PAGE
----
PM Daily Market Commentary - 3/1/2016

By davefairtex on Wed, Mar 2, 2016 - 5:12am

Gold fell -6.60 to 1232.70 on heavy volume, while silver dropped -0.05 to 14.84 on moderate volume.  PM rallied strongly early in the day, but sold off as the equity market rallied.  Buy the dip is still alive for gold, but gold does suffer when money ends up flowing elsewhere.

Today seemed to be an unwind of the safe haven move, driven mostly by flows into JNK and equities, and out of treasury bonds and gold.  Since junk debt is the antithesis of gold, I'm going to lead with that today, because the move in JNK was large and the chart of JNK describes where money is flowing most clearly.

In the JNK chart, we can see price is starting to go vertical, with today's gain a massive +1.83%.   Volume is increasing each day, and the RSI-7 (not shown) is now at 89, signaling that JNK is significantly overbought.   A fair amount of this move are traders buying the ETF versus the underlying bonds; the recent move has pushed JNK into a 2% premium to NAV.  Perhaps the JNK shorts are being squeezed too.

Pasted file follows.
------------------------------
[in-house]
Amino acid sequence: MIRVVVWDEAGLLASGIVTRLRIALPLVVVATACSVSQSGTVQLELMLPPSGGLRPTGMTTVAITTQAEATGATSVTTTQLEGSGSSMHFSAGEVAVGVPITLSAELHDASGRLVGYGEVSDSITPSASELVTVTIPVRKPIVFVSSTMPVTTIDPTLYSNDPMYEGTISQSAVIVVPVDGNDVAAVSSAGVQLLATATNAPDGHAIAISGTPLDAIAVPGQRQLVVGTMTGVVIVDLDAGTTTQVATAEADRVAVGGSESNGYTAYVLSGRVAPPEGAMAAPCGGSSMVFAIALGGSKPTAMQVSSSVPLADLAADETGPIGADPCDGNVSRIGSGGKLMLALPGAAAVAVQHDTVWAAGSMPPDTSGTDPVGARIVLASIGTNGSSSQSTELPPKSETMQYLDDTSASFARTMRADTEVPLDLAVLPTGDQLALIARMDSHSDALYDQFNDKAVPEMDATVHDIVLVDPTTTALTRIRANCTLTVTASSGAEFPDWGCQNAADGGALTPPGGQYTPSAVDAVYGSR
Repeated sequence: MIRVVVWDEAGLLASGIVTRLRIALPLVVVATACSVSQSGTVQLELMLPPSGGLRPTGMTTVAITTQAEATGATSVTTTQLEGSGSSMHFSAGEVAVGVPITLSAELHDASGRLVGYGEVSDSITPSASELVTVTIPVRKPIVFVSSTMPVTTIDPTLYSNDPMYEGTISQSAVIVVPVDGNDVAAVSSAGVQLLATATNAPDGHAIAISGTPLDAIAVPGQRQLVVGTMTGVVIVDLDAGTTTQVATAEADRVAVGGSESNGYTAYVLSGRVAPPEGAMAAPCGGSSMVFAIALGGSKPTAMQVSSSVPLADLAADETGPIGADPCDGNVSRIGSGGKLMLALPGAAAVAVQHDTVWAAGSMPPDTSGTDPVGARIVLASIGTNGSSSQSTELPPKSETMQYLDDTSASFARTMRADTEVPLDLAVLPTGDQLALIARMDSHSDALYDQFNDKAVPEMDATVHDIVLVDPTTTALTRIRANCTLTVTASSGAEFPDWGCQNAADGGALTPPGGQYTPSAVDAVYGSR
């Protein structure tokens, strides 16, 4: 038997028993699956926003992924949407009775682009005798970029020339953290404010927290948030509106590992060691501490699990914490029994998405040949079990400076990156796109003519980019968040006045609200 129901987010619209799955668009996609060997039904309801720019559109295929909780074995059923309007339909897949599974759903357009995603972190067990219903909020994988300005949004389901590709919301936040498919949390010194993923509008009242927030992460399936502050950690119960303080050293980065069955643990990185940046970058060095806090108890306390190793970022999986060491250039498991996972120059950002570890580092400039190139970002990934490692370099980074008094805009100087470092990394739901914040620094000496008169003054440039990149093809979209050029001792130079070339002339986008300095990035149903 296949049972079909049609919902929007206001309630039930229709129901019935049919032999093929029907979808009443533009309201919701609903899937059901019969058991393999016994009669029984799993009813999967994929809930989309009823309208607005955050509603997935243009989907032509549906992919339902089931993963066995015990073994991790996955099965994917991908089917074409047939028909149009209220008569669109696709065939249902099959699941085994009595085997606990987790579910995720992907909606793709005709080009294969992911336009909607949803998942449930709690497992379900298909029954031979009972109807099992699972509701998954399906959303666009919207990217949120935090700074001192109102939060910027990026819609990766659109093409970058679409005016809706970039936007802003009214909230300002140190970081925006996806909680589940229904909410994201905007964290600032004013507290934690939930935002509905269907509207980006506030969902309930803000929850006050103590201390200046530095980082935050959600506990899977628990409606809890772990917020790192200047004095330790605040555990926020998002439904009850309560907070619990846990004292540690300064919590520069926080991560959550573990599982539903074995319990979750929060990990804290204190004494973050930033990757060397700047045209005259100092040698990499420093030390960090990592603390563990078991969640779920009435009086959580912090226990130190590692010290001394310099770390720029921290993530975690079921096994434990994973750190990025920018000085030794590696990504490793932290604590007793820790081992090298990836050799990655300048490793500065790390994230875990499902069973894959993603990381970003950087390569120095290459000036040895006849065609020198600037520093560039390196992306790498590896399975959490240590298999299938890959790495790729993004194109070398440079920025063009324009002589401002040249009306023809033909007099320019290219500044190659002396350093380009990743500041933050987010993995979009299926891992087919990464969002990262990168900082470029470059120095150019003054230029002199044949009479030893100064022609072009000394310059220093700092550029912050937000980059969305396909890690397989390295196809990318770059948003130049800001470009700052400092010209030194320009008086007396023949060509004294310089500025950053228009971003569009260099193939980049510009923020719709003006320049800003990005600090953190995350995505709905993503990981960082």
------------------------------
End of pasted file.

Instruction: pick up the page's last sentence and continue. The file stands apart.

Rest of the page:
Moves like this don't typically last long, but they are no fun if you are the one being squeezed.  Regardless, money is flowing into JNK right now, and thats a definite risk on signal.

SPX is next; you can see it made a low on the same day as JNK, and while it didn't rise every single day that JNK did, it definitely followed roughly the same track.  Today SPX climbed a huge 46.12 [+2.39%] moving above its 50 MA with ease.  While money fled TLT, and to some degree gold, it seemed to end up in equities.  There was probably also an element of short covering too, as SPX made a new high today.  VIX fell -2.85 to 17.70.  Puts are slowly starting to get cheaper, but I think I'd wait until the JNK rally convincingly reverses before buying any.

TLT was crushed today, dropping -1.76%, making a new low.  Money fled bonds early in the day, incurring most of its losses in the first hour of trading.  You can also see that bonds topped out on the same day as JNK and SPX bottomed.  Money flows are clearly moving from the safe haven areas such as TLT to JNK and SPX.